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How to take care of your mental health when you are out on the road

How to take care of your mental health when you are out on the road

Truck drivers have a reputation for being tough. And while you work hard and are dedicated to your jobs, “tough” doesn’t mean you’re impervious to the stresses of life on the road. In fact, just being a truck driver puts you at a higher risk for depression, anxiety, and PTSD. Not focusing on your mental health can also affect your ability to focus on the job and contribute to unsafe decision-making or destructive behaviors. Now, more than ever, it’s important to focus on our mental health and stay connected with one another!

1. Keep Your Mind Sharp

Doing brain exercises plays a significant role in caring for the mind. They can help boost your memory, focus your concentration, and allow you to pay better attention to your daily tasks.

  • Do a jigsaw puzzle – it strengthens your ability to see how pieces fit within the big picture.
  • Learn a new dance move to improve your memory and how quickly your brain can process things.
  • Take up a new hobby or learn a new language.
  • Figure out a new way to do a daily task.
  • Do word or number puzzles like Sudoku or crossword puzzles.

You should read: 5 Truck Driving Tips to Become a Better Driver

2. Stay Connected With Loved Ones

Thankfully, technology helps us stay connected to our loved ones no matter how far away we are.

Video chats, phone calls, and text messages are literally at your fingertips whenever you have a break from driving.
Bring photos or sentimental items that remind you of home.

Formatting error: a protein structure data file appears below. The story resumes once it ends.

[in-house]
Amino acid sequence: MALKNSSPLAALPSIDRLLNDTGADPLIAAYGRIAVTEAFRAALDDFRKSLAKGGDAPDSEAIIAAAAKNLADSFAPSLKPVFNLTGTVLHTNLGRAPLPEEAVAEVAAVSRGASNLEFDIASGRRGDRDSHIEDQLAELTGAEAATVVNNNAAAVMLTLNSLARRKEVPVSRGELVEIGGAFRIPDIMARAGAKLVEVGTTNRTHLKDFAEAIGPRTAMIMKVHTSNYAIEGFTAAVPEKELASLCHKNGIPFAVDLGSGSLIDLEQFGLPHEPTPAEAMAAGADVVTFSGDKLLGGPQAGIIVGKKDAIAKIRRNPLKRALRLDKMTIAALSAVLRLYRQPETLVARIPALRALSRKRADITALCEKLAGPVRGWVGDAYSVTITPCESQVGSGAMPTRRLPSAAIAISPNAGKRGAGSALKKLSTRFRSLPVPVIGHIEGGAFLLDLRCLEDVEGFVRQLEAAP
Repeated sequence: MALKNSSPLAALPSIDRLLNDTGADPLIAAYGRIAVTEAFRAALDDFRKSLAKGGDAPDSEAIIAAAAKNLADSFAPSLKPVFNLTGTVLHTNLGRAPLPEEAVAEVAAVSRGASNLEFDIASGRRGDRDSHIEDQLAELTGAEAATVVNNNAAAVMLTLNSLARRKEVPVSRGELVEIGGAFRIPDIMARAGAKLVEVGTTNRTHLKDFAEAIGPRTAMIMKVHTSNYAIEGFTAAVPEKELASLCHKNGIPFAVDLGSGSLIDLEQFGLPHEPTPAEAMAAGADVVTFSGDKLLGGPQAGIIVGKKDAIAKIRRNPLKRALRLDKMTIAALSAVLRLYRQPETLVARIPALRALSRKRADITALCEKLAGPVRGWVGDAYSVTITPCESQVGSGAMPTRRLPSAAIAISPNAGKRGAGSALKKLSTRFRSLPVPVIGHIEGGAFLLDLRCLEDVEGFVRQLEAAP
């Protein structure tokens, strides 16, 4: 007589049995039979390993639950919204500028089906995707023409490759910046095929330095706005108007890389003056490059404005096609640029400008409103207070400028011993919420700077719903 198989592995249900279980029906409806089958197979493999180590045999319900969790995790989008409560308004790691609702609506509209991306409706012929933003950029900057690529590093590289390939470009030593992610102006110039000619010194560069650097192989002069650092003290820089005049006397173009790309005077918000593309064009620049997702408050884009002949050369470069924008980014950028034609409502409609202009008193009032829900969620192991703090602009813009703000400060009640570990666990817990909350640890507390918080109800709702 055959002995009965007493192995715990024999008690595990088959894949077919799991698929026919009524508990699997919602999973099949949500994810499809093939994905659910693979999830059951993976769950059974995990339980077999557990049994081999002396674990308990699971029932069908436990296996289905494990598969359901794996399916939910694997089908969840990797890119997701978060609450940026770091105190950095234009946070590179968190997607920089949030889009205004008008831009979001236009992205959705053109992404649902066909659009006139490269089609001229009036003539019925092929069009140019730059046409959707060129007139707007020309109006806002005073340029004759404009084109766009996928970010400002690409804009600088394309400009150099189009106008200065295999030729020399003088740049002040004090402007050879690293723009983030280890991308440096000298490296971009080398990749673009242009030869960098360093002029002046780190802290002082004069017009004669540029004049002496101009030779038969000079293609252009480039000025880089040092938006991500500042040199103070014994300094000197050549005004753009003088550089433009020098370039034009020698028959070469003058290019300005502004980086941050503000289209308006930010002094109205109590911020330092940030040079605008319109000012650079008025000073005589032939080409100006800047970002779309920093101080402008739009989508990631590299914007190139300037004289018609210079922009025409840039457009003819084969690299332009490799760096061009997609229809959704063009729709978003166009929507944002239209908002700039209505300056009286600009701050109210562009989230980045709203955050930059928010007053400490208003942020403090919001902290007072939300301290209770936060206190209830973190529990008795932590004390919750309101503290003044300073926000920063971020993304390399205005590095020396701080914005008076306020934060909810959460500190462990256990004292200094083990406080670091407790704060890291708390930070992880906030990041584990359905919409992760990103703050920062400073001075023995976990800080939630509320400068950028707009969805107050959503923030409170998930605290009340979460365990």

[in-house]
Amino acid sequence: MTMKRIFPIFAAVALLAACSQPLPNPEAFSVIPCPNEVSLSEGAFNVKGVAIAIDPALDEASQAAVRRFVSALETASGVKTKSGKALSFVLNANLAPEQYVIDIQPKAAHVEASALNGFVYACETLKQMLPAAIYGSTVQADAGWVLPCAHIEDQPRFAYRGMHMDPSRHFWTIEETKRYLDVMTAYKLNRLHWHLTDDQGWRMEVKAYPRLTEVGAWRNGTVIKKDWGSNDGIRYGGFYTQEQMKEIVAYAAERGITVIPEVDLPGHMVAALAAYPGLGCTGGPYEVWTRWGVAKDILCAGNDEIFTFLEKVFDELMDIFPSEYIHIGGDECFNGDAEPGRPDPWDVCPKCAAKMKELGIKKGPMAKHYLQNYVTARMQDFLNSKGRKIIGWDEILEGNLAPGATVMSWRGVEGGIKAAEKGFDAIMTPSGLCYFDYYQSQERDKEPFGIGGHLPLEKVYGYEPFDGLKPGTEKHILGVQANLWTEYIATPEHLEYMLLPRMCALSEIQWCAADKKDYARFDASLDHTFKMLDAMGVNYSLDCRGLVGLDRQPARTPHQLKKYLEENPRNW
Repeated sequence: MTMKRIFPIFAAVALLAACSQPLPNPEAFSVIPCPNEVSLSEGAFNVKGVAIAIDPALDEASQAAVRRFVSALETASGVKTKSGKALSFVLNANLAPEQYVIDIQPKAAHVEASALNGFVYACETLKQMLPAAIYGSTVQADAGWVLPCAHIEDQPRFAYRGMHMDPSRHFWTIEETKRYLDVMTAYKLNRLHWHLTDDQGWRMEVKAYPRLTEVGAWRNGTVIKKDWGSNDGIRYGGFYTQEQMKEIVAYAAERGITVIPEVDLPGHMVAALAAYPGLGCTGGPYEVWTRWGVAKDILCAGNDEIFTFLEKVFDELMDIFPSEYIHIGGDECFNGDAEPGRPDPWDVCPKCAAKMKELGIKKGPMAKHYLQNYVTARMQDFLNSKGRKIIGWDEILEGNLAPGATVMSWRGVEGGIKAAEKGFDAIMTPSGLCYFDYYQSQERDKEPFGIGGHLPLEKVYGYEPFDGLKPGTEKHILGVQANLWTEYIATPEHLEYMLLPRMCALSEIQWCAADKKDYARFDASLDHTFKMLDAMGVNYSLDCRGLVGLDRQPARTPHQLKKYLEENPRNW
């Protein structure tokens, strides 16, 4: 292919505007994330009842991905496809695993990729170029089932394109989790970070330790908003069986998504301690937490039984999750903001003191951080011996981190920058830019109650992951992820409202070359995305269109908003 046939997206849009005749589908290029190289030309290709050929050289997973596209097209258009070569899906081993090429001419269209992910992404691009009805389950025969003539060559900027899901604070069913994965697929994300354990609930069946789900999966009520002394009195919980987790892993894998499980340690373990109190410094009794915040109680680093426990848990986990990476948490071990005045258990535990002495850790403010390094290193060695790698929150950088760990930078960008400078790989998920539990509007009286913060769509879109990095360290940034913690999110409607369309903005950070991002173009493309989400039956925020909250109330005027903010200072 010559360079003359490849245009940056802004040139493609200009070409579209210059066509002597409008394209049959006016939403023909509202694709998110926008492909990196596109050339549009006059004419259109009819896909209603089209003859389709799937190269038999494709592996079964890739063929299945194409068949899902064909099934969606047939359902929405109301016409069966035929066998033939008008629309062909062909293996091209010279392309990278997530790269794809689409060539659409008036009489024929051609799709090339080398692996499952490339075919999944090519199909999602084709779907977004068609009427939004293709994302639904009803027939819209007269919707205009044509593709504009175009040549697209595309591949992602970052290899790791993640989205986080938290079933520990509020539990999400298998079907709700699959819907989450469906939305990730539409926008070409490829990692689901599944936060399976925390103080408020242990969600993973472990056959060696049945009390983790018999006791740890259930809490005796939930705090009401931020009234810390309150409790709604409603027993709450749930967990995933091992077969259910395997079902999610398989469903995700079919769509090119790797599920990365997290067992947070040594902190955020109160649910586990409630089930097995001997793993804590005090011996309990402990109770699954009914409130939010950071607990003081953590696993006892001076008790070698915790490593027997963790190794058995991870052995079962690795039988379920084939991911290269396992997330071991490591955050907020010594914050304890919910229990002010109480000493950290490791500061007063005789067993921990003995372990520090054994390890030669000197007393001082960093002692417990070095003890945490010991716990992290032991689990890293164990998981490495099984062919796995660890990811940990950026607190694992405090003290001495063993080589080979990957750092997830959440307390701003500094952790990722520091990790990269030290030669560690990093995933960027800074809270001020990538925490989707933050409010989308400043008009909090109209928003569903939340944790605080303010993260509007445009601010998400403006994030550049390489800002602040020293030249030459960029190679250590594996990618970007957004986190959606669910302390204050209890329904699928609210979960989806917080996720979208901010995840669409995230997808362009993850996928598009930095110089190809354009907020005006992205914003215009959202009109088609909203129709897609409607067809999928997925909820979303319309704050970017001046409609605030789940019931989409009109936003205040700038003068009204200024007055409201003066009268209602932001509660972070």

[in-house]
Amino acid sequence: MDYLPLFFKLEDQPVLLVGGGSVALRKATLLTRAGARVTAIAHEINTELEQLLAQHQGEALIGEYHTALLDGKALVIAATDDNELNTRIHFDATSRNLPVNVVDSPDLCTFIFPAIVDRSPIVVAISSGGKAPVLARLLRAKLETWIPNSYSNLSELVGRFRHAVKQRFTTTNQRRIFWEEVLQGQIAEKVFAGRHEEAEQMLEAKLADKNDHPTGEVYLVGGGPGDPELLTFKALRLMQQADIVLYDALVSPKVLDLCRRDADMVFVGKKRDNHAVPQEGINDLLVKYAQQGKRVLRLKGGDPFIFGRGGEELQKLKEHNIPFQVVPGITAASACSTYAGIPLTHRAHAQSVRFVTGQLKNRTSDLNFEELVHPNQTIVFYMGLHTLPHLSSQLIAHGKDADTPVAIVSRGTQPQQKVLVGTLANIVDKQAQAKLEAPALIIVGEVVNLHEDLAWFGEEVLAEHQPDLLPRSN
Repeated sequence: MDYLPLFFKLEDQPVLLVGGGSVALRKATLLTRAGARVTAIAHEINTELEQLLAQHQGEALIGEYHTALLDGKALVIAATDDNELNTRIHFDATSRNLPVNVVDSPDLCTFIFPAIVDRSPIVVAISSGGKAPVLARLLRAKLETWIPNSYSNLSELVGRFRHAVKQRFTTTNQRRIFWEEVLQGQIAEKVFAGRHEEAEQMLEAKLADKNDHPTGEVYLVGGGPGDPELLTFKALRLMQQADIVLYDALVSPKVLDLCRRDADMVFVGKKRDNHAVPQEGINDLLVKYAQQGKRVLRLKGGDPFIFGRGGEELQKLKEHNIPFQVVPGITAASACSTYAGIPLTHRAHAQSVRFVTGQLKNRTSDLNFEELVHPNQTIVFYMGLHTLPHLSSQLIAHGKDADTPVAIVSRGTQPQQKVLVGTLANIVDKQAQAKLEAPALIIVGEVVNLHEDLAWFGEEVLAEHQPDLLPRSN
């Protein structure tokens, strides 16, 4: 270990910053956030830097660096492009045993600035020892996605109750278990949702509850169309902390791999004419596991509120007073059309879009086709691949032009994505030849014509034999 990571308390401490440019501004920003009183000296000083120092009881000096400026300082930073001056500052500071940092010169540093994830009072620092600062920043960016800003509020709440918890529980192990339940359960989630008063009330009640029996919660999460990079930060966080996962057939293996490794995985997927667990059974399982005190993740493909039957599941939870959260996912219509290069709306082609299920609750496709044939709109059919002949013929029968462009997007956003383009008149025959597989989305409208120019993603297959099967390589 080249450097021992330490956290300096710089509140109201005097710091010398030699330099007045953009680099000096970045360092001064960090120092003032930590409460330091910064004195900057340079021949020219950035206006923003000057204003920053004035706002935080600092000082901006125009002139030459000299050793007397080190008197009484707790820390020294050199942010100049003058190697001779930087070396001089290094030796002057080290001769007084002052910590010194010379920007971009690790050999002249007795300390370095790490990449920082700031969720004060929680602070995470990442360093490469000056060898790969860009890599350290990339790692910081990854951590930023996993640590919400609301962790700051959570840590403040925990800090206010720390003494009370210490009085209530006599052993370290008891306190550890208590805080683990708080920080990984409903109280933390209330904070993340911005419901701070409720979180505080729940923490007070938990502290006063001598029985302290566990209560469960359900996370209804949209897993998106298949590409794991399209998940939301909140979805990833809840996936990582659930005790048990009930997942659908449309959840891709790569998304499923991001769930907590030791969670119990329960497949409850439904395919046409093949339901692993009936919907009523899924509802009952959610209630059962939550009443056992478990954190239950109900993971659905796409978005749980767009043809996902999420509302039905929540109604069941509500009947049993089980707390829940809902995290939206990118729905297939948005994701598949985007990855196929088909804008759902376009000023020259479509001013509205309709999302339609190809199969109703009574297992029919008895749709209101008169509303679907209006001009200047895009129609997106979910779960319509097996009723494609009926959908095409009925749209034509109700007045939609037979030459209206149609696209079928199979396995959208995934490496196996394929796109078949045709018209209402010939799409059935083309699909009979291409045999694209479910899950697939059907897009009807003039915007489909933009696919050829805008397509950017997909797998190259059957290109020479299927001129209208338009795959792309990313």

Send postcards to your friends and family.
Utilize our Carter Express passenger policy to bring a friend or family member with you on one of your trips.

3. Get Enough Quality Sleep

Altered sleep patterns, whether not enough or too much, can affect many mental health issues. Sleep apnea, for one, can be linked to chronic fatigue and depression and is common among truck drivers.

  • Set a nightly routine to get your body ready for sleep.
  • Avoid caffeine and heavy meals in the evening.
  • Limit the use of electronics before bed.
  • Try a weighted blanket to help you stay asleep.
  • Keep a sleep diary to help you evaluate your sleeping habits.
  • Talk with your doctor about a sleep study.

4. Find Ways to Relax

Truck driving jobs can be high stress, so it’s important for drivers to find ways to relax.

  • Get moving. Stretching and exercising will not only help you physically but can help you clear your mind and ease tense emotions.
  • Listen to music or a podcast.
  • Get a good night’s sleep.
  • Meditate.
  • Practice deep breathing techniques.

5. Know the Warning Signs

One of the most significant things about improving your mental health is to know when you are struggling. Recognizing the warning signs of anxiety or depression will help you utilize your relaxation tools or seek help faster. Common symptoms of depression and anxiety include:

  • feeling nervous or tense
  • difficulty concentrating
  • a sense of apprehension or dread
  • extreme sweating
  • upset stomach
  • muscle tension
  • headaches or body aches
  • insomnia
  • feelings of hopelessness
  • lost interest in activities you used to enjoy
  • mood swings

6. Seek Help

It’s never too early to ask for help if something feels “off”. Even if what you are experiencing or feeling falls in a normal range of emotions, it’s always beneficial to have someone to talk to.

Being a truck driver is one of the hardest jobs out there, but it does not have to take a huge toll on you mentally and physically. Use some of these tips to help you improve your mental health and enjoy your time-out on the road.

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